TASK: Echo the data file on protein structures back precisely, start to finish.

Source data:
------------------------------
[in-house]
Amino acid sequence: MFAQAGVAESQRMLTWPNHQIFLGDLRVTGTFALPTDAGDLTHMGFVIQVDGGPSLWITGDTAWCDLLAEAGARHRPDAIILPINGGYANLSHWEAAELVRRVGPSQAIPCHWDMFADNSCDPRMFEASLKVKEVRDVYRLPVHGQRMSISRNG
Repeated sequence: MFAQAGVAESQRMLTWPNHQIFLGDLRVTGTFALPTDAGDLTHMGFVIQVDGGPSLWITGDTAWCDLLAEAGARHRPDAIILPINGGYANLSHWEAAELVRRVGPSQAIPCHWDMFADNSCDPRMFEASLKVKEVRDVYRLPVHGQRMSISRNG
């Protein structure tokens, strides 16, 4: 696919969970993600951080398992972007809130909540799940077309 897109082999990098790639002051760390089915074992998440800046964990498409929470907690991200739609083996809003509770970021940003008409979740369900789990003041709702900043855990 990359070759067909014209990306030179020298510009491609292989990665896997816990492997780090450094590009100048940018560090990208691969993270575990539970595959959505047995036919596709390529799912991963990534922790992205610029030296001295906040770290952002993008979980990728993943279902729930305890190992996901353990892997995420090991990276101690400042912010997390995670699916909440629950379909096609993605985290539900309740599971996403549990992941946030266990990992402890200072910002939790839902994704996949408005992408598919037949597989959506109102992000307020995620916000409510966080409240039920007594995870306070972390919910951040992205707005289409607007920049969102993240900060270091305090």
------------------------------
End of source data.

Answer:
[in-house]
Amino acid sequence: MFAQAGVAESQRMLTWPNHQIFLGDLRVTGTFALPTDAGDLTHMGFVIQVDGGPSLWITGDTAWCDLLAEAGARHRPDAIILPINGGYANLSHWEAAELVRRVGPSQAIPCHWDMFADNSCDPRMFEASLKVKEVRDVYRLPVHGQRMSISRNG
Repeated sequence: MFAQAGVAESQRMLTWPNHQIFLGDLRVTGTFALPTDAGDLTHMGFVIQVDGGPSLWITGDTAWCDLLAEAGARHRPDAIILPINGGYANLSHWEAAELVRRVGPSQAIPCHWDMFADNSCDPRMFEASLKVKEVRDVYRLPVHGQRMSISRNG
């Protein structure tokens, strides 16, 4: 696919969970993600951080398992972007809130909540799940077309 897109082999990098790639002051760390089915074992998440800046964990498409929470907690991200739609083996809003509770970021940003008409979740369900789990003041709702900043855990 990359070759067909014209990306030179020298510009491609292989990665896997816990492997780090450094590009100048940018560090990208691969993270575990539970595959959505047995036919596709390529799912991963990534922790992205610029030296001295906040770290952002993008979980990728993943279902729930305890190992996901353990892997995420090991990276101690400042912010997390995670699916909440629950379909096609993605985290539900309740599971996403549990992941946030266990990992402890200072910002939790839902994704996949408005992408598919037949597989959506109102992000307020995620916000409510966080409240039920007594995870306070972390919910951040992205707005289409607007920049969102993240900060270091305090």